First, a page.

Minwax "Polyshades" -- why not for floors?

I started an earlier thread yesterday with the subject heading : "CLEAR hardwood finishes? -- moisture cure, etc.".
I now have related question and I decided to post it as a separate topic in a new thread.
My question is about Minwax Polyshades -- which is a product that has stain and polyurethane combined into one. The idea is that it can be used in a one step process for finishing wood instead of having to stain first and then cover with a polyurethane finish.
Ironically, Pecan Minwax Polyshades is the one thing that I have tried so far that actually seems to look the best for the floor project that I wrote about in my other thread.
But, the Minwax website says that Minwax Polyshades is not recommended for floors.
My question is, does anyone know WHY it is not recommended for floors?
I am thinking of just using the Pecan Minwax Polyshades anyway, which looks pretty good, and then putting a clear polyurethane finish on top. Can anyone think of a reason why that wouldn't work?
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JayB wrote: ...

Because it isn't designed for floors, maybe??? :)
Actually, floor varnishes are specifically made much harder than those for other applications because of the abuse floors take than a buffet top, for example, doesn't.

Quite a number, actually. :)
The first one being while I like a lot of the Minwax finishes, I think the polyshades product line sucks and wouldn't use it on a kids' throwaway craft project, what more anything useful.
For your application, the primary thing I'd worry about would be surface adhesion of the topcoat long-term that there's no way to test other than waiting to see if it fails or not. Not a gamble I'd really go for.
Truthfully, what I'd recommend given the length of the thread (which I've not read at all, btw) would be to hire a professional finisher and be done with it.
--


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Simply put, the surface does not dry hard enough to protect against foot traffic.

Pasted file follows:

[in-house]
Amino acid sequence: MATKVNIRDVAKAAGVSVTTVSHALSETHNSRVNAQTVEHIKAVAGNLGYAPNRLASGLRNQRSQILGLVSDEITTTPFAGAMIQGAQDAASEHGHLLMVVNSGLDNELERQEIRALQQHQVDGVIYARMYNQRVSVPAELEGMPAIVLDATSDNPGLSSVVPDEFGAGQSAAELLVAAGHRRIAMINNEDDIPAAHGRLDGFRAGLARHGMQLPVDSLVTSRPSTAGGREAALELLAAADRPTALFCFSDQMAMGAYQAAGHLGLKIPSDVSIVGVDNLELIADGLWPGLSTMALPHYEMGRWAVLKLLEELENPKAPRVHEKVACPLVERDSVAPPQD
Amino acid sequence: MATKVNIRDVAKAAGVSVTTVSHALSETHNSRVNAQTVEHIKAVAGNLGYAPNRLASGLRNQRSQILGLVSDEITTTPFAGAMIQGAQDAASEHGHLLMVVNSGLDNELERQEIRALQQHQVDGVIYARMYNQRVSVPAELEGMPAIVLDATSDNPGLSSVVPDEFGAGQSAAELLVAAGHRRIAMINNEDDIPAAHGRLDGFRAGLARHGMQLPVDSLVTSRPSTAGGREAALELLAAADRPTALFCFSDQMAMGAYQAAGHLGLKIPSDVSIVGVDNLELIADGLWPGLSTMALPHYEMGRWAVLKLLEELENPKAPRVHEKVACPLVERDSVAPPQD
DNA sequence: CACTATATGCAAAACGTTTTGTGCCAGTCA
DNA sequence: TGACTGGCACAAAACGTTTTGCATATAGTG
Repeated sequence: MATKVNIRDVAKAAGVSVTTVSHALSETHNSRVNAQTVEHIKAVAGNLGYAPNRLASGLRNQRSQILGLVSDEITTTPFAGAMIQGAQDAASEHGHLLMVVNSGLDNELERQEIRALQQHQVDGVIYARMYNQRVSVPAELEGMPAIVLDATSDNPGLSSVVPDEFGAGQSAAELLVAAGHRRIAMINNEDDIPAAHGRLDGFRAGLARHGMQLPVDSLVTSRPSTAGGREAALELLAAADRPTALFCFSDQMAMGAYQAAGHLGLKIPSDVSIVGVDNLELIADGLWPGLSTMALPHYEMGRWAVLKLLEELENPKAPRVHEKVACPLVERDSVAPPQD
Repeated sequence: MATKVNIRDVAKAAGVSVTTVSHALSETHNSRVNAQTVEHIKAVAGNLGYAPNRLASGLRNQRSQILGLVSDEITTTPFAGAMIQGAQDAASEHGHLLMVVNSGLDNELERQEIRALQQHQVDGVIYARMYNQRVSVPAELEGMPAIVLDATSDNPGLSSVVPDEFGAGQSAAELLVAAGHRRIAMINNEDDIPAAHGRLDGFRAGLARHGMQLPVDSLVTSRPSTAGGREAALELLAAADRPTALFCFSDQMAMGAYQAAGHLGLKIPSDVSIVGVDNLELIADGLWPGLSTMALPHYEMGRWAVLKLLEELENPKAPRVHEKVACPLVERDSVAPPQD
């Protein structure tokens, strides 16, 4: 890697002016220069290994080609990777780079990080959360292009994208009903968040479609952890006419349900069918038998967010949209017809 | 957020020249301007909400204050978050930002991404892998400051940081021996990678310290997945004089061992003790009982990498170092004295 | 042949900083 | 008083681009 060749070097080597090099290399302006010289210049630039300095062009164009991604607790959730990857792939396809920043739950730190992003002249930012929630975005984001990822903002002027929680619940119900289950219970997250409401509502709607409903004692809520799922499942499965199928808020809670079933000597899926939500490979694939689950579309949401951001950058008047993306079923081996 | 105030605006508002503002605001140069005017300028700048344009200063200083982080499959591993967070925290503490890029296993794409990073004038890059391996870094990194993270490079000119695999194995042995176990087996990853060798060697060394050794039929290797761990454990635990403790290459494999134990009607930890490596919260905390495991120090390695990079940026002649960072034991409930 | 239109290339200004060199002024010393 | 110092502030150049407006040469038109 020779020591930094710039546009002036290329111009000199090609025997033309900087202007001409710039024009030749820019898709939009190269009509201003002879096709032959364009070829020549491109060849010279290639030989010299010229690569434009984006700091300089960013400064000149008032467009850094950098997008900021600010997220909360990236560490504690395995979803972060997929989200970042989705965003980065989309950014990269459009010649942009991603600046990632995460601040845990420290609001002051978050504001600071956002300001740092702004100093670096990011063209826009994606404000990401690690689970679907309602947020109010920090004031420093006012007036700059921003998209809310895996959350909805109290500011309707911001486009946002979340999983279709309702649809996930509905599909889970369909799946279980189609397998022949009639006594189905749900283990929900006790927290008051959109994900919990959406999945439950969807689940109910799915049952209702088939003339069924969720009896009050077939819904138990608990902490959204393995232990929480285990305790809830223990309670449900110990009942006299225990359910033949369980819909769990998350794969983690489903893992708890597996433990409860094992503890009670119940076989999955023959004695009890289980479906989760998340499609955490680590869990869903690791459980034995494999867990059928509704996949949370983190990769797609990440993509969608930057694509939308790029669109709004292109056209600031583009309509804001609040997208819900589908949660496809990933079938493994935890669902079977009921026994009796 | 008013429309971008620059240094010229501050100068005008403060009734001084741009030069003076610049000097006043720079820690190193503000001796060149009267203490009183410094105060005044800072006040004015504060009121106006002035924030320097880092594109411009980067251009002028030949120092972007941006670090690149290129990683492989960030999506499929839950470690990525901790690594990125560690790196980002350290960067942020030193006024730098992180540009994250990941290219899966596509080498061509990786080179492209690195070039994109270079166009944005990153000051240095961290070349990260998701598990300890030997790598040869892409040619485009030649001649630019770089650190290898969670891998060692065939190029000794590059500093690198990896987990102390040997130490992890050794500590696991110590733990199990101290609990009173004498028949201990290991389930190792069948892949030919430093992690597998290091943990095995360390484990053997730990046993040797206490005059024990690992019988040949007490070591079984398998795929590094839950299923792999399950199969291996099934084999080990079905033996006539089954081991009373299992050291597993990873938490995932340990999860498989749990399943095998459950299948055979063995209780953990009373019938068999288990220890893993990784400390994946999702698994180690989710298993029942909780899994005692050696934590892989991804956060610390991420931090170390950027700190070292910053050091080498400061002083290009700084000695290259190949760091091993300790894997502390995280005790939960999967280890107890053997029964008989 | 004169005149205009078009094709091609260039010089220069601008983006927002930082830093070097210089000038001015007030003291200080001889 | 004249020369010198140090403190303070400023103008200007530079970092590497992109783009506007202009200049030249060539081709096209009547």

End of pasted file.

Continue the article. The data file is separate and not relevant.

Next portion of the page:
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Leon wrote:

The color is in the coating, not in the wood. A scratch through the coating would remove the color.
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Jay,
Using a tinted finish is a pretty standard approach, especially in commercial finishing applications. It has some drawbacks.
1. You really need to minimize overlap because greater thickness equals greater opacity (darker color).
2. Really (really) hard to do spot repairs. That being said, Poly is real hard to do spot repairs anyway.
You could make your own tinted finish. Get the best floor poly you can get and add some liquid transtint. It might take some experimenting to get the righ color but once you have the formula you are good to go.

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Interesting. I've been doing more researching and some people say they have used it on floors with no problem and others say it's a bad idea. Those who used it said they put clear polyurethane on top and that protects the finish.
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JayB wrote:

One coat of Polyshades looks OK. Two coats is brown paint.
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On Sat, 7 Nov 2009 12:54:14 -0500, the infamous "JayB"

Polyshades? RUN AWAY! RUN AWAY! There is absolutely no way in hell you could ever get a smooth, unmottled application on the entire floor with that pure, unadulterated crap. Tried it once and didn't like it.
Make a small box out of wood and apply Polyshades to it, inside and out. Now tell me that you still like the stuff and would consider it for anything else, ever again.
If you want color, dye the wood with a waterborne dye and apply a waterborne poly finish over it. (This is the only place you will ever see me actually suggesting the use of plastic on wood. Disclaimer: I haven't yet used it on flooring.) You need to keep a wet edge on both products during installation (or they look like PolyShades)
Bona puts out a very highly esteemed (and extremely expensive) waterborne poly finish for flooring.
I've used and like Zar oil finishes, so you might try their waterborne poly floor finish.
McFeely's likes Poly-Ox.
Deft puts out Waterborne Clear Wood Finish.
Best bet: Ask local floor finishers what brand they use and why.
-- The Smart Person learns from his mistakes. The Wise Person learns from the mistakes of others. And then there are all the rest of us... -----------------------------------------------------
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I mistakenly used polyshades on some stair treads, not realizing it wasn't recommended for floors, and it did not last long at all. Eric
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